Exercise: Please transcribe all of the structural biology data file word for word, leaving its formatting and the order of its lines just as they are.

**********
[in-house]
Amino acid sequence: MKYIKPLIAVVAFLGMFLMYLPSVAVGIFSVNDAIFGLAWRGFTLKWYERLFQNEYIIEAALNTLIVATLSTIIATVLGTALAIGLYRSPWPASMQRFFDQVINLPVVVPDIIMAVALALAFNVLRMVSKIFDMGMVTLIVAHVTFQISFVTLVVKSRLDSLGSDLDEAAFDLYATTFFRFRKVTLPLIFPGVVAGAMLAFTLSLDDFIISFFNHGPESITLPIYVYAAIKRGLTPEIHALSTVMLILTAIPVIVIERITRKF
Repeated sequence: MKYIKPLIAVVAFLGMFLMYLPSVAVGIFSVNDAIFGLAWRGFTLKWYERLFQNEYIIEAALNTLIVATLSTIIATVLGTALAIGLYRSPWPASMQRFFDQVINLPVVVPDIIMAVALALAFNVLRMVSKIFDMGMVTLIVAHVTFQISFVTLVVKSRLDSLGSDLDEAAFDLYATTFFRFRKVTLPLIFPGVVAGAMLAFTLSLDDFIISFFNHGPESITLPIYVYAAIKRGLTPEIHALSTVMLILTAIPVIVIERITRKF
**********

[in-house]
Amino acid sequence: MKYIKPLIAVVAFLGMFLMYLPSVAVGIFSVNDAIFGLAWRGFTLKWYERLFQNEYIIEAALNTLIVATLSTIIATVLGTALAIGLYRSPWPASMQRFFDQVINLPVVVPDIIMAVALALAFNVLRMVSKIFDMGMVTLIVAHVTFQISFVTLVVKSRLDSLGSDLDEAAFDLYATTFFRFRKVTLPLIFPGVVAGAMLAFTLSLDDFIISFFNHGPESITLPIYVYAAIKRGLTPEIHALSTVMLILTAIPVIVIERITRKF
Repeated sequence: MKYIKPLIAVVAFLGMFLMYLPSVAVGIFSVNDAIFGLAWRGFTLKWYERLFQNEYIIEAALNTLIVATLSTIIATVLGTALAIGLYRSPWPASMQRFFDQVINLPVVVPDIIMAVALALAFNVLRMVSKIFDMGMVTLIVAHVTFQISFVTLVVKSRLDSLGSDLDEAAFDLYATTFFRFRKVTLPLIFPGVVAGAMLAFTLSLDDFIISFFNHGPESITLPIYVYAAIKRGLTPEIHALSTVMLILTAIPVIVIERITRKF